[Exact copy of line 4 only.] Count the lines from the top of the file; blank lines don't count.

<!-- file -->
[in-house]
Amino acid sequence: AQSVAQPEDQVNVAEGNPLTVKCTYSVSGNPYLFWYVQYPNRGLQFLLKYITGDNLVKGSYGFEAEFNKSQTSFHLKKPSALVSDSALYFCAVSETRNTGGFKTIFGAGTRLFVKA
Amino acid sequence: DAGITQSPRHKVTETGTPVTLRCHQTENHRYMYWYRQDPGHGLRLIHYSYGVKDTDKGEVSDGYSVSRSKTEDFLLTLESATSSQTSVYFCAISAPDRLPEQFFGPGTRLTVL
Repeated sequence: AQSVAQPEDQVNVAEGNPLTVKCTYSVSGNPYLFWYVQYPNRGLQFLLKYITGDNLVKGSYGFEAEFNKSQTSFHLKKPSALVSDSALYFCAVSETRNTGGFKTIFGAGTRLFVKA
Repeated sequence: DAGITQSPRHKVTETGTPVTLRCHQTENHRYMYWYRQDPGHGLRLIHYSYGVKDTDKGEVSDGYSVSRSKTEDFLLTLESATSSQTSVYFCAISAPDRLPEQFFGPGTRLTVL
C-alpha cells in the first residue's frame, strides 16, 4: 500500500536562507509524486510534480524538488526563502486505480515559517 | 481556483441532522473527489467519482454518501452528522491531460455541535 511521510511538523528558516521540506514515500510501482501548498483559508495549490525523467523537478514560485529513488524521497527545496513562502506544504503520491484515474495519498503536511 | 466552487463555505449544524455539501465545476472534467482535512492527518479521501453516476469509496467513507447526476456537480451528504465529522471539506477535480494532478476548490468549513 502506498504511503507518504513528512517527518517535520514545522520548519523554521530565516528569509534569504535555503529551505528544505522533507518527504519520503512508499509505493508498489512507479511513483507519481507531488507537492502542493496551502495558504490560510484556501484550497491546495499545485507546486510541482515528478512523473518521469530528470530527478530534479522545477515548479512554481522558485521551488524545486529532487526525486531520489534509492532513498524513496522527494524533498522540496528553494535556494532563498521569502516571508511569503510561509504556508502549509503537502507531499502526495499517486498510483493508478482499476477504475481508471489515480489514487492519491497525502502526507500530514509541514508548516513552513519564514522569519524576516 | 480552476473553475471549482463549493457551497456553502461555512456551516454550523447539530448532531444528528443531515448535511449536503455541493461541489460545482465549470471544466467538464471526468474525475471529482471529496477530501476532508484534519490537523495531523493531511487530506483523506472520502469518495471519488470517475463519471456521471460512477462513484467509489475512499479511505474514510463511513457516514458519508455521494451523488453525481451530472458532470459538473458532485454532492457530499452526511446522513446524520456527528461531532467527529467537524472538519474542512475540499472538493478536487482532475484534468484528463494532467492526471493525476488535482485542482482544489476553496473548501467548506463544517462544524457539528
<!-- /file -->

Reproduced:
Repeated sequence: AQSVAQPEDQVNVAEGNPLTVKCTYSVSGNPYLFWYVQYPNRGLQFLLKYITGDNLVKGSYGFEAEFNKSQTSFHLKKPSALVSDSALYFCAVSETRNTGGFKTIFGAGTRLFVKA